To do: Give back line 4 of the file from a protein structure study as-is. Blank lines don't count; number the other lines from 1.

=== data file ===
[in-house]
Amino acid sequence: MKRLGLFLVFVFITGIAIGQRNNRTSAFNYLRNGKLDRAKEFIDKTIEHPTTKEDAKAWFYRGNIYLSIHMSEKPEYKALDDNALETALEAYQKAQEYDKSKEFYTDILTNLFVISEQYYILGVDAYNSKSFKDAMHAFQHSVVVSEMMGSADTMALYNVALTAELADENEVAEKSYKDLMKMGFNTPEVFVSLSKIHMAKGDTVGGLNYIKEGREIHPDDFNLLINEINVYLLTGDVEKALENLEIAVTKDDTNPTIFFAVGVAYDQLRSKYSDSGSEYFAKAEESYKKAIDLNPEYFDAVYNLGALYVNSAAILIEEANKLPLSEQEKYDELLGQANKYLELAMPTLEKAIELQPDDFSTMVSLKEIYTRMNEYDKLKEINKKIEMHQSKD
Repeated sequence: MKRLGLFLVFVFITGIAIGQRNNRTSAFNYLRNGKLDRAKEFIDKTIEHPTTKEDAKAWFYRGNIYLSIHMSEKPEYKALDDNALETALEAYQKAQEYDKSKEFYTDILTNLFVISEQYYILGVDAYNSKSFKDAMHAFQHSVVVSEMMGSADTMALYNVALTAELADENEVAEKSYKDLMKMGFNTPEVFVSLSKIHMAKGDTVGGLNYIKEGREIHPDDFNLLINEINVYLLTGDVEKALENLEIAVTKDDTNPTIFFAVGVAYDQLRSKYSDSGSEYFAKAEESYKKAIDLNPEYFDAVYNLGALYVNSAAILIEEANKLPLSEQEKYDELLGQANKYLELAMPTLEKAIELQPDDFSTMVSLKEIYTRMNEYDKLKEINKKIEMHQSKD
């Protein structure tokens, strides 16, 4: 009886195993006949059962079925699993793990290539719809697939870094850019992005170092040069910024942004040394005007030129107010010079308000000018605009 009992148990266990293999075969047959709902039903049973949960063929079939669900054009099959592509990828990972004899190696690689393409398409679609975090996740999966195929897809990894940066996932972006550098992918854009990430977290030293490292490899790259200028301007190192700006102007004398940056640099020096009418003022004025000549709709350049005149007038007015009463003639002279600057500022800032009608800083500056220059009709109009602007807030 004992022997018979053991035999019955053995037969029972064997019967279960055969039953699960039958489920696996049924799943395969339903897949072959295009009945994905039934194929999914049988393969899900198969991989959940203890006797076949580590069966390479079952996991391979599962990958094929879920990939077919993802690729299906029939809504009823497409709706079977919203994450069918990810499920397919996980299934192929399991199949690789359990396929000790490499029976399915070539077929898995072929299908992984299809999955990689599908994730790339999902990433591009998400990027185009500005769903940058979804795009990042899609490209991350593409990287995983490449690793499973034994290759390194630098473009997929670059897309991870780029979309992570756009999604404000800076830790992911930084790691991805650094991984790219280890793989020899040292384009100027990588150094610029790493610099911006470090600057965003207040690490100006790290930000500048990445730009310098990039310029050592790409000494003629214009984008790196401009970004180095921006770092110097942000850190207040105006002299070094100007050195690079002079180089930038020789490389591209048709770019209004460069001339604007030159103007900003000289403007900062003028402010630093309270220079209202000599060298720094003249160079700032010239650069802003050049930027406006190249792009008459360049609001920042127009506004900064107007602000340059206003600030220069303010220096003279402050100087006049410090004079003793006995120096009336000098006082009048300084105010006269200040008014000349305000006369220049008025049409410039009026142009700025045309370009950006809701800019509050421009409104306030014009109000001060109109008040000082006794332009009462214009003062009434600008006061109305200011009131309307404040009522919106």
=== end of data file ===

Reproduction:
């Protein structure tokens, strides 16, 4: 009886195993006949059962079925699993793990290539719809697939870094850019992005170092040069910024942004040394005007030129107010010079308000000018605009 009992148990266990293999075969047959709902039903049973949960063929079939669900054009099959592509990828990972004899190696690689393409398409679609975090996740999966195929897809990894940066996932972006550098992918854009990430977290030293490292490899790259200028301007190192700006102007004398940056640099020096009418003022004025000549709709350049005149007038007015009463003639002279600057500022800032009608800083500056220059009709109009602007807030 004992022997018979053991035999019955053995037969029972064997019967279960055969039953699960039958489920696996049924799943395969339903897949072959295009009945994905039934194929999914049988393969899900198969991989959940203890006797076949580590069966390479079952996991391979599962990958094929879920990939077919993802690729299906029939809504009823497409709706079977919203994450069918990810499920397919996980299934192929399991199949690789359990396929000790490499029976399915070539077929898995072929299908992984299809999955990689599908994730790339999902990433591009998400990027185009500005769903940058979804795009990042899609490209991350593409990287995983490449690793499973034994290759390194630098473009997929670059897309991870780029979309992570756009999604404000800076830790992911930084790691991805650094991984790219280890793989020899040292384009100027990588150094610029790493610099911006470090600057965003207040690490100006790290930000500048990445730009310098990039310029050592790409000494003629214009984008790196401009970004180095921006770092110097942000850190207040105006002299070094100007050195690079002079180089930038020789490389591209048709770019209004460069001339604007030159103007900003000289403007900062003028402010630093309270220079209202000599060298720094003249160079700032010239650069802003050049930027406006190249792009008459360049609001920042127009506004900064107007602000340059206003600030220069303010220096003279402050100087006049410090004079003793006995120096009336000098006082009048300084105010006269200040008014000349305000006369220049008025049409410039009026142009700025045309370009950006809701800019509050421009409104306030014009109000001060109109008040000082006794332009009462214009003062009434600008006061109305200011009131309307404040009522919106």